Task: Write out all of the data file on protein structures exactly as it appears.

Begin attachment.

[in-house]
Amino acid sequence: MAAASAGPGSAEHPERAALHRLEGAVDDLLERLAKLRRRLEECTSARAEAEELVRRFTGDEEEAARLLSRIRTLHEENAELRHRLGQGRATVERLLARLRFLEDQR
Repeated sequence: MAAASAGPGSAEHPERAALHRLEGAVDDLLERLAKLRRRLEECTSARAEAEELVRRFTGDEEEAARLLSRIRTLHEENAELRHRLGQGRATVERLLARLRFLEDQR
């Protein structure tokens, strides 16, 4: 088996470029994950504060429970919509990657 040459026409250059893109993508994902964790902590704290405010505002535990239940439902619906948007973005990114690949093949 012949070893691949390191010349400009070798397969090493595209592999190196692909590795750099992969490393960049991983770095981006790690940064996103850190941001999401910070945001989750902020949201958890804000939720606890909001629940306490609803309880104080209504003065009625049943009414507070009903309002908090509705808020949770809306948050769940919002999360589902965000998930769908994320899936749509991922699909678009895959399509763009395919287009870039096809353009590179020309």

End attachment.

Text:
[in-house]
Amino acid sequence: MAAASAGPGSAEHPERAALHRLEGAVDDLLERLAKLRRRLEECTSARAEAEELVRRFTGDEEEAARLLSRIRTLHEENAELRHRLGQGRATVERLLARLRFLEDQR
Repeated sequence: MAAASAGPGSAEHPERAALHRLEGAVDDLLERLAKLRRRLEECTSARAEAEELVRRFTGDEEEAARLLSRIRTLHEENAELRHRLGQGRATVERLLARLRFLEDQR
């Protein structure tokens, strides 16, 4: 088996470029994950504060429970919509990657 040459026409250059893109993508994902964790902590704290405010505002535990239940439902619906948007973005990114690949093949 012949070893691949390191010349400009070798397969090493595209592999190196692909590795750099992969490393960049991983770095981006790690940064996103850190941001999401910070945001989750902020949201958890804000939720606890909001629940306490609803309880104080209504003065009625049943009414507070009903309002908090509705808020949770809306948050769940919002999360589902965000998930769908994320899936749509991922699909678009895959399509763009395919287009870039096809353009590179020309």